When naught but the torrent is heard on the hill,
And naught but the nightingale's song in the grove,—
It was thus, by the cave of the mountain afar,

While his harp rung symphonious, a hermit began ;
No more with himself, or with nature at war,

He thought as a sage, though he felt as a man.

2. And darkness and doubt are now fleeing away;
No longer I roam in conjecture forlorn ;
So breaks on the traveler faint and astray,

The bright and the balmy effulgence of morn.
See truth, love, and mercy, in triumph descending,
And nature all glowing, in Eden's first bloom,

On the cold cheek of death, smiles and roses are blend | ing,
And beauty, immortal, awakes from the tomb.


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1. O weep for the earth | ănd the chil | dren of mēn! Awake the sad music of mountain and glen!

Pour out the deep voice of lament on the blast,
For a year hath gone
down to the grave of the past!

2. Lament for the year, with its promise of bliss,
Hath gone from a world full of mourning like this;
And the hopes that it brought have been trampled in dust,
And its paths have been paved with the hearts of the just!

3. Rejoice! for the day of redemption draws nigh!
Let loud halleluiahs resound through the sky!
Let the years roll away, and the darkness shall flee;
Rejoice and exult, for the earth shall be free!



Anupestic and Iambic measures.

The first two lines and the fourth in the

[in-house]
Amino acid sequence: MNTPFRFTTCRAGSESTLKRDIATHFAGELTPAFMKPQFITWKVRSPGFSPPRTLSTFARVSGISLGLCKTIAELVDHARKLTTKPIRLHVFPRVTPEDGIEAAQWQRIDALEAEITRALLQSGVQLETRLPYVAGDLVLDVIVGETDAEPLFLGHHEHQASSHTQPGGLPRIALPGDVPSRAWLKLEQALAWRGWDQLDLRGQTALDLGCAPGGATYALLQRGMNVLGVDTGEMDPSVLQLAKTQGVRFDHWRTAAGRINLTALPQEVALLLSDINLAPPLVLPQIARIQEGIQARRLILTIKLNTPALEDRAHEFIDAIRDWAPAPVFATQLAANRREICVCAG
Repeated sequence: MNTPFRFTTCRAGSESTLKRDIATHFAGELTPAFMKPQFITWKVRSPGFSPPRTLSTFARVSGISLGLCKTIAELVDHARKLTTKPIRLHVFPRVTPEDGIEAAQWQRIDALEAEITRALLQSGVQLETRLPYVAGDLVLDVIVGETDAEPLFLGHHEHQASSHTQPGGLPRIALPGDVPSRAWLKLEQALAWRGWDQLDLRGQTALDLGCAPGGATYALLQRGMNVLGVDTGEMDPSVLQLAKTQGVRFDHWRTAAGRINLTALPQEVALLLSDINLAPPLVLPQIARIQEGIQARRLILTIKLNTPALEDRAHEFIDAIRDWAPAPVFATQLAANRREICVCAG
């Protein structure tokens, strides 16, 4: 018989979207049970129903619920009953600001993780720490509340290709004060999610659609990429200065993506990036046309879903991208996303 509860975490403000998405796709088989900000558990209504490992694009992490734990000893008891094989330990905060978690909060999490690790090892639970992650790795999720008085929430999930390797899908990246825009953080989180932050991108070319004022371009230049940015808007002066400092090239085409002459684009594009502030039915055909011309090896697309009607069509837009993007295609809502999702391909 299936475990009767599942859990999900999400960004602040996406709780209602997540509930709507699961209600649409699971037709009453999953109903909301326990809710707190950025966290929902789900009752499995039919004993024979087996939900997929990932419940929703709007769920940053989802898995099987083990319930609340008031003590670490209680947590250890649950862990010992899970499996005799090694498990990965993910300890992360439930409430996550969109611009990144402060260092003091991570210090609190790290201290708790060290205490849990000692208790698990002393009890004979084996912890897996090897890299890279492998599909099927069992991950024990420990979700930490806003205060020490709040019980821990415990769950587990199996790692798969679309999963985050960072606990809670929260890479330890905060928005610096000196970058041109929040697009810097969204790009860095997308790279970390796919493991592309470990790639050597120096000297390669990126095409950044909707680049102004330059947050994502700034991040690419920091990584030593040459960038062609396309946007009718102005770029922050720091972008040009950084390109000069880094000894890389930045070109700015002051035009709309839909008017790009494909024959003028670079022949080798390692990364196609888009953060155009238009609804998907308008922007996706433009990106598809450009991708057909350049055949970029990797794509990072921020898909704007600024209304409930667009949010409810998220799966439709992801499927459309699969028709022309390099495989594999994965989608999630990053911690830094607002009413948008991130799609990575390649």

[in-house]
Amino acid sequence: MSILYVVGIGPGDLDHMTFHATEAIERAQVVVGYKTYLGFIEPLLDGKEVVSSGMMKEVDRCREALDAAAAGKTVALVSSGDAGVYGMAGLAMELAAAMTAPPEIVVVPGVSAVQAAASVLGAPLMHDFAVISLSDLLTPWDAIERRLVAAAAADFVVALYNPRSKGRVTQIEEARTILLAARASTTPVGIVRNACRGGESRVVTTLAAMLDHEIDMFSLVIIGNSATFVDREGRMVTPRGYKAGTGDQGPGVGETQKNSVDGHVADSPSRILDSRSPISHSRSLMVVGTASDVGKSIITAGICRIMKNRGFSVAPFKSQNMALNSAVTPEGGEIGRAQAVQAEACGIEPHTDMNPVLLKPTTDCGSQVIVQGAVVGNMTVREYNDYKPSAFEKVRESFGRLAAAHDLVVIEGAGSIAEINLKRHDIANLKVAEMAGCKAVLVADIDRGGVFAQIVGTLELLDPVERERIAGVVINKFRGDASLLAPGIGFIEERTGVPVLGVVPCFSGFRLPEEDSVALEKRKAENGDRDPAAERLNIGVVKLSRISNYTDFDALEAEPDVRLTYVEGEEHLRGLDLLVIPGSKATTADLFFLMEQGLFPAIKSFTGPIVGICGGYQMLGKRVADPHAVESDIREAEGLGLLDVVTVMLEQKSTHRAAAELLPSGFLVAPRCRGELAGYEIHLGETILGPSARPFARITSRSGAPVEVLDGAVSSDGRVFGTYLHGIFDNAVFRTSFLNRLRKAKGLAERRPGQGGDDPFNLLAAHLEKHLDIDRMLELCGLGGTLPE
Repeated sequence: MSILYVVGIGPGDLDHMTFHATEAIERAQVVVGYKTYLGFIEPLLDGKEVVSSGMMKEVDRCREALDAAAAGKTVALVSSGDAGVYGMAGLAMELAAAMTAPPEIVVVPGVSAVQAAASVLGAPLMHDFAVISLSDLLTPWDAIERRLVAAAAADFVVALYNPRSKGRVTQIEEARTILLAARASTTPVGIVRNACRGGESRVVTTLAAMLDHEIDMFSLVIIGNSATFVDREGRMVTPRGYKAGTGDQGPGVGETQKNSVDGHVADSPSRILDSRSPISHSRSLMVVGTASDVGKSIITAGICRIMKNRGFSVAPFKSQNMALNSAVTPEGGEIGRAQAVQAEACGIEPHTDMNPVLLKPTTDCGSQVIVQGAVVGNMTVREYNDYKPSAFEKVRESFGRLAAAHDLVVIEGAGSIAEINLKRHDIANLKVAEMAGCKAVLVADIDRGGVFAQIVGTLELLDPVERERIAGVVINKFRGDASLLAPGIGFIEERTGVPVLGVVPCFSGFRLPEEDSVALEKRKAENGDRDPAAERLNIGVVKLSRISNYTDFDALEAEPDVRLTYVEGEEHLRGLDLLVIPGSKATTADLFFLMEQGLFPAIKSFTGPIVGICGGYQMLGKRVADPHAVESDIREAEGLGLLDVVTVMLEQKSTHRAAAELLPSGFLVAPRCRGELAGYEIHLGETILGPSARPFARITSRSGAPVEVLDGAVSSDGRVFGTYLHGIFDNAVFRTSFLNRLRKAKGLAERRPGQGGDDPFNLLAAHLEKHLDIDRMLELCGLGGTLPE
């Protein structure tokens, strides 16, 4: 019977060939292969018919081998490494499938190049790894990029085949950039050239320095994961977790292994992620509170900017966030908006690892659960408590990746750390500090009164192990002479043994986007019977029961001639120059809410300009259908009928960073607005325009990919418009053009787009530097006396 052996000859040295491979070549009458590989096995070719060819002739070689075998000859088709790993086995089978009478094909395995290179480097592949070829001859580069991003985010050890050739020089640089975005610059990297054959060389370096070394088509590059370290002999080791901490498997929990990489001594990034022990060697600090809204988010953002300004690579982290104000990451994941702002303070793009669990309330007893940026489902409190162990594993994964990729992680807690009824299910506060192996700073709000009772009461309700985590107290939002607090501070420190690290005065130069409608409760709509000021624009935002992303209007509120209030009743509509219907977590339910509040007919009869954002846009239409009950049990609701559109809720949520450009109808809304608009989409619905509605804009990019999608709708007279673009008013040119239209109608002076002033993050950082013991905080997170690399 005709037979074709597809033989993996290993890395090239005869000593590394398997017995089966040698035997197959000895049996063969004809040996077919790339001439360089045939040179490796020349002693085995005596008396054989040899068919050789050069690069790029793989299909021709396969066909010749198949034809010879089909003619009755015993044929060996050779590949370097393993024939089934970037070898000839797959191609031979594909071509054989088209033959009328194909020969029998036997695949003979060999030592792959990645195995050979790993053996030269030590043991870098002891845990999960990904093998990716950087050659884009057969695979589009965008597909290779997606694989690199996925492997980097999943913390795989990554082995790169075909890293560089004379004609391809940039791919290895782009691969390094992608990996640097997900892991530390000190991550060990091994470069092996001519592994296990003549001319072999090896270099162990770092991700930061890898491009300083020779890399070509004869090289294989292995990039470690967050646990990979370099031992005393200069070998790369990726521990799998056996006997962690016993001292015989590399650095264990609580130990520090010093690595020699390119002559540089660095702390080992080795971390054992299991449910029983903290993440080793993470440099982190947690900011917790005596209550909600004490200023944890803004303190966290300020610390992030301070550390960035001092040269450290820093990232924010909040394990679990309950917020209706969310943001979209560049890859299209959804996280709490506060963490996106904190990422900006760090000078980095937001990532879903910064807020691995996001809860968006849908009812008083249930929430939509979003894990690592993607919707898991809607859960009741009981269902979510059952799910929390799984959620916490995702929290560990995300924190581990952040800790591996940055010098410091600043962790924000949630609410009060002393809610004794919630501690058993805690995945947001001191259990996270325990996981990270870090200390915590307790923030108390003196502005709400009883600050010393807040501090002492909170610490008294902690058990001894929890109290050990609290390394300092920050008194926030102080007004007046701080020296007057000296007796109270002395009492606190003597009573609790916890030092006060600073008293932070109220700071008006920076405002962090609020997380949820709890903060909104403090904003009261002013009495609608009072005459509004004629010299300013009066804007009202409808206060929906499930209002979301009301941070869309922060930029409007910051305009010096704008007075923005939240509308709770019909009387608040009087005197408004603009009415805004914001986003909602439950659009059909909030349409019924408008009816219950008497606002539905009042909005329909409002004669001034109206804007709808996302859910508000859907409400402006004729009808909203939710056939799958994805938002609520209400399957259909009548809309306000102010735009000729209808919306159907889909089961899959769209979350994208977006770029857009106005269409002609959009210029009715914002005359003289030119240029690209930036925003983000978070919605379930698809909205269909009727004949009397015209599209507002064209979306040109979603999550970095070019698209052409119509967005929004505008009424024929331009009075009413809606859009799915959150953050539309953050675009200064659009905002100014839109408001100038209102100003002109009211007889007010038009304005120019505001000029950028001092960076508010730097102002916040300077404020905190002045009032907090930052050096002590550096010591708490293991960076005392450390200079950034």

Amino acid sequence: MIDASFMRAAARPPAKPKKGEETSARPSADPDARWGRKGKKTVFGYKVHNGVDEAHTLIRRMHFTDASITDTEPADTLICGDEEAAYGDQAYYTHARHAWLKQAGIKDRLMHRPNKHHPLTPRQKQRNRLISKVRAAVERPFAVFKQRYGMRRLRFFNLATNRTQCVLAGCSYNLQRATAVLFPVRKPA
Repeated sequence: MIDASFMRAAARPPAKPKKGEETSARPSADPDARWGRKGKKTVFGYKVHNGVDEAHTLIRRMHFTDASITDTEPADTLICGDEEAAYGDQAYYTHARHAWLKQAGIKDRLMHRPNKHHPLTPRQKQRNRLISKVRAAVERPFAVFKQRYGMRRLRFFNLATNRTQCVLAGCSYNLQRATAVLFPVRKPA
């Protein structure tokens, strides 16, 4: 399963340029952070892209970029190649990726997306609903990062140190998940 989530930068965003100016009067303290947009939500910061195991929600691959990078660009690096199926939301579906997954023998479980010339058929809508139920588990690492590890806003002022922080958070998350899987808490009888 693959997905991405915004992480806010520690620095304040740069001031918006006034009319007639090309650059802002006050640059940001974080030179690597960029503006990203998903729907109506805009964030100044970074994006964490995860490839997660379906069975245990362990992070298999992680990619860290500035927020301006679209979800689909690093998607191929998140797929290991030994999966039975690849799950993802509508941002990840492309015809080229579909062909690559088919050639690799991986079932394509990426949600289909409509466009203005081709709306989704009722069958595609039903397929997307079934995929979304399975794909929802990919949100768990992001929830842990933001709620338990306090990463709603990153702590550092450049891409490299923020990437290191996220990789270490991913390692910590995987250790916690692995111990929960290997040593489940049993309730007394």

first stanza, commence with an iambic; all the other feet are anapestic.




The fox and the crōw,

În prōse, | I well knōw,

Mãny good | littlě girls | căn rěhearse;

Perhaps it will tell,

Pretty nearly as well,

If we try the săme fã | ble in vērse.

In a dairy, a crow,

Having ventured to go,

Some food for her young ones to seek,

Flew up in the trees,

With a fine piece of cheese,

Which she joyfully held in her beak.

A fox that lived nigh,

To the tree saw her fly,

And to share in the prize made a vow;
For having just dined,

He for cheese felt inclined,

So he went and sat under the bough.

Dactylic measure.



The first line and the third of each stanza close with a trochee, and the second and fourth, with an additional long syllable. 1. Brightest and best of the | sōns of the | mōrning, Dawn on our | darkness and | lēnd us thine | aid;

QUESTIONS. In what measure is exercise fifth? Of what do the lines consist? What kind of measure is exercise sixth? How do the lines end? Of what does dactylic measure consist? How is it accented?

Star of the east, the horizon adorning,
Guide where our infant Redeemer is laid.

2. Cold on his cradle, the dew-drops are shining;
Low lies his head, with the beasts of the stall;
Angels adore him, in slumbers reclining,
Maker, and Monarch, and Saviour of all.

3. Say, shall we yield him, in costly devotion,
Odors of Edom* and offerings divine?

Gems of the mountain, and pearls of the ocean,
Myrrh from the forest, and gold from the mine?

4. Vainly we offer each ample oblation;

Vainly with gold would his favor secure;
Richer by far, is the heart's adoration;
Dearer to God are the prayers of the poor.

The following stanza, though not strictly tribrach, may be so read as to give a good specimen of that measure by closing the third line and the seventh with an additional long syllable, and pronouncing all other syllables in the stanza with an equally short quantity.